>including allowing the install to re-size her Windows parititon.
    >
    >.....compared to Ubuntu which would have floored her completely with its
    >text-based install, asking many questions she would not have understood at
    >all.....and no obvious way offered to re-size her Windows partition.


    Hmmm ... point taken ... I'd only been playing with "clean" (but
    *old*!!) PCs - and just kept hitting the default yes/no prompt
    whenever it showed. I was sort of interested to see how *it* set
    itself up ... before I knackered it totally by trying to improve it
    <gg>.

    Adam.
     
    Adam, Sep 29, 2005
    #15
  16. Evil Bastard

    Gordon Guest

    On Wed, 28 Sep 2005 12:40:12 +1200, Evil Bastard wrote:

    > I haven't had a close look at that os.
    >
    > What is it about Ubuntu that its users clamour atop the rooftops to
    > scream out its praises?
    >

    Its new, and thus novel, and some would say hyped.

    Andy would say its getting its 15 mins of fame.

    Personally, like all media generated dust, it will settle. Time is a good
    judge.

    Nevertheless, it may fit you like a glove so try it. Open Source is about
    freedom and thus choice.
     
    Gordon, Sep 29, 2005
    #16
  17. Evil Bastard

    Gordon Guest

    On Wed, 28 Sep 2005 14:24:02 +1200, Adam wrote:

    > My requirements were:
    >
    > 1) Run on relatively low spec PCs.


    Okay no problem espically if you want text only.

    > 2) Easy install - no geeky stuff.


    Please explain, and then compare to MSW(indows)

    > 3) Good hardware detection (network, video, audio, USB etc.).


    Ms Penguin, has just come in. She says that she will talk to anyone but
    they are rather $$$ slow to talk to her.

    > 4) Easy update procedure - for kernel, GUI and apps.


    Get the next version and install. See even MS rules in some ways.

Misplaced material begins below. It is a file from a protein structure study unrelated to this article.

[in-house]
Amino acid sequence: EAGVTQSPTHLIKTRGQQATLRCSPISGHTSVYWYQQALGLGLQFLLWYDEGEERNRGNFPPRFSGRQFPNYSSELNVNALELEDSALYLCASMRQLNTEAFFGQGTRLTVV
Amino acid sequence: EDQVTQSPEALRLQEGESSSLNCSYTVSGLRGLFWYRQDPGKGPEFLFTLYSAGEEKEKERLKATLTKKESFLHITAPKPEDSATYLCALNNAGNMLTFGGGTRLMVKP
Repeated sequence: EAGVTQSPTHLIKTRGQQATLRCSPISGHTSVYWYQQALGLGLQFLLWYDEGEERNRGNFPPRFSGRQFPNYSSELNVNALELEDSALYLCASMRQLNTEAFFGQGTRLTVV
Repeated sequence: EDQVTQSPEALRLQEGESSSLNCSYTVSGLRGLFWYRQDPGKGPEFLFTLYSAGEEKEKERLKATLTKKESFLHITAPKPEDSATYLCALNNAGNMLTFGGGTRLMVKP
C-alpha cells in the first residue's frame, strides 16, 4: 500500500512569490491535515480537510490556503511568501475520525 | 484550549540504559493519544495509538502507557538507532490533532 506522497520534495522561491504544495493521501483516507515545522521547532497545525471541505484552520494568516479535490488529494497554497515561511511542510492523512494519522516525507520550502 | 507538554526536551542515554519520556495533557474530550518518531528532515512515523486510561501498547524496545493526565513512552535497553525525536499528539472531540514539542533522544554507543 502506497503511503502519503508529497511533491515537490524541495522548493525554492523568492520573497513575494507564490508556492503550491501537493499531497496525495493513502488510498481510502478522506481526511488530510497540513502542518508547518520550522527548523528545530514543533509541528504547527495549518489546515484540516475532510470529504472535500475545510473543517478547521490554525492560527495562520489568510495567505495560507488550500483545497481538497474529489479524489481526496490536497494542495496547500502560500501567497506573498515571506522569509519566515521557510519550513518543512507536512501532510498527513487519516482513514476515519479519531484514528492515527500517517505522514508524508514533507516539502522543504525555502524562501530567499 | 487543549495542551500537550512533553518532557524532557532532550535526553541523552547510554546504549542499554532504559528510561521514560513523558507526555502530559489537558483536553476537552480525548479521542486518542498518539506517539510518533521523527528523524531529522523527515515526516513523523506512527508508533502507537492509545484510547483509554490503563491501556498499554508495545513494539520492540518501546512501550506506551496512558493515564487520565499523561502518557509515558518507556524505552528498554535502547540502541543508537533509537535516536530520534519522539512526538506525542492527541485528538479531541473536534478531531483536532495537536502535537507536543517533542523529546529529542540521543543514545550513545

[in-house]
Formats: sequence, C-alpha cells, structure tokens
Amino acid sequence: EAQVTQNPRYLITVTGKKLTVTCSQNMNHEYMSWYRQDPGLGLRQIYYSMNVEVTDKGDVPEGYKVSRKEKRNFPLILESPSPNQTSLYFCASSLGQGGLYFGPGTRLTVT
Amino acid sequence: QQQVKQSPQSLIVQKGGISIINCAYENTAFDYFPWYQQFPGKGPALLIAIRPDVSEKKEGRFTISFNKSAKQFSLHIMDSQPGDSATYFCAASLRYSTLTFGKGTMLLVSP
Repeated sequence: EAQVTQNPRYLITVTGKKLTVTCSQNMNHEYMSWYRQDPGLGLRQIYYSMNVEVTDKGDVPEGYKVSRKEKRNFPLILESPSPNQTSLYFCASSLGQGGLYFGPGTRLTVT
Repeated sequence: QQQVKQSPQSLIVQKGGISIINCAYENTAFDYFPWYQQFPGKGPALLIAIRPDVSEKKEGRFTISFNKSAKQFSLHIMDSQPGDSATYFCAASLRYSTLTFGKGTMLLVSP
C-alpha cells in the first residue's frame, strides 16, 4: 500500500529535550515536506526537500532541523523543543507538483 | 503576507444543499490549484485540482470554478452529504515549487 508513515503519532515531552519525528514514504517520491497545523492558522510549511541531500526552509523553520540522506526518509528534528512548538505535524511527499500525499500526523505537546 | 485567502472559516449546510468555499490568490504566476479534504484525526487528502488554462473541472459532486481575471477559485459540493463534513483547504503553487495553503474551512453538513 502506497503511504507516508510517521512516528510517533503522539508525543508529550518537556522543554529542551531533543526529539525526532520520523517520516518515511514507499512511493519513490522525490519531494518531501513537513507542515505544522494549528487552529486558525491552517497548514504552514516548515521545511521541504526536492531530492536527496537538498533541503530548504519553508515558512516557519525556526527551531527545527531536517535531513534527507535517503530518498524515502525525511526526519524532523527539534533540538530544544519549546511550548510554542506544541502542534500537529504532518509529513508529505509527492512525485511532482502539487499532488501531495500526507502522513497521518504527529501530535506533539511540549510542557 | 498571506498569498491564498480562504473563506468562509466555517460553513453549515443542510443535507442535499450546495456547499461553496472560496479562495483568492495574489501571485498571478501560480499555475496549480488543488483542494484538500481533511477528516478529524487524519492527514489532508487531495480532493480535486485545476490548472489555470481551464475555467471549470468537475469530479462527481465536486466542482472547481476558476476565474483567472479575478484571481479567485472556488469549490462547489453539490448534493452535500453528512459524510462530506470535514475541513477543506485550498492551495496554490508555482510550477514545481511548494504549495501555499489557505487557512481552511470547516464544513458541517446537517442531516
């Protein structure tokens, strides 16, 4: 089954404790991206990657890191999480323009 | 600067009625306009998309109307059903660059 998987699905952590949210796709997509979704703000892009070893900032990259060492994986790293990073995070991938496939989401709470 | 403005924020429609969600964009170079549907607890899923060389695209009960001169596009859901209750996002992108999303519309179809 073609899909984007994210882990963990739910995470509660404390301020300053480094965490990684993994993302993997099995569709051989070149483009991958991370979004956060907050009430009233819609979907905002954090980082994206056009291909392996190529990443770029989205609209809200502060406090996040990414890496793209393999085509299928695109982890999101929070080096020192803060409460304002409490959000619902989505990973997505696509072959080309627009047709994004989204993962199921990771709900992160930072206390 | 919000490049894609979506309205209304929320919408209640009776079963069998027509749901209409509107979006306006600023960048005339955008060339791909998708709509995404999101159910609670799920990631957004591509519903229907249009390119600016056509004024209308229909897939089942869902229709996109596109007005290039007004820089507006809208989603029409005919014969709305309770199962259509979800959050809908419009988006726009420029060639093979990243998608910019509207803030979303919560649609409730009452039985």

Thought

    So a low spec PC has USB?

    All relative I guess.
     
    Gordon, Sep 29, 2005
    #17
  18. Evil Bastard

    Gordon Guest

    On Thu, 29 Sep 2005 16:21:20 +1200, Adam wrote:

    [slight snip]

    > I'd only been playing with "clean" (but
    > *old*!!) PCs - and just kept hitting the default yes/no prompt
    > whenever it showed. I was sort of interested to see how *it* set
    > itself up ... before I knackered it totally by trying to improve it
    > <gg>.


    Oh you naughty boy! ;-)
     
    Gordon, Sep 29, 2005
    #18
  19. Evil Bastard

    Gordon Guest

    On Wed, 28 Sep 2005 20:53:19 +1200, Lawrence D'Oliveiro wrote:

    > A humanist-type philosophy, plus backing from a philanthropic foundation
    > set up by a very successful, and generous, businessman.


    One sentence, and several commas. Yes! Nevertheless one has to wonder
    about the generousity/agenda of this businessman.
     
    Gordon, Sep 29, 2005
    #19
  20. Evil Bastard

    Adam Guest

    On Thu, 29 Sep 2005 17:42:20 +1200, Gordon wrote:

    >On Wed, 28 Sep 2005 20:53:19 +1200, Lawrence D'Oliveiro wrote:
    >
    >> A humanist-type philosophy, plus backing from a philanthropic foundation
    >> set up by a very successful, and generous, businessman.

    >
    >One sentence, and several commas. Yes! Nevertheless one has to wonder
    >about the generousity/agenda of this businessman.


    I thought the same thing when Skype first came out ... wow! ... a
    great little *free* tool. I'm not sure whether there's a "catch" (for
    us end-users), but it certainly made a fair sale <g>.

    Adam.
     
    Adam, Sep 29, 2005
    #20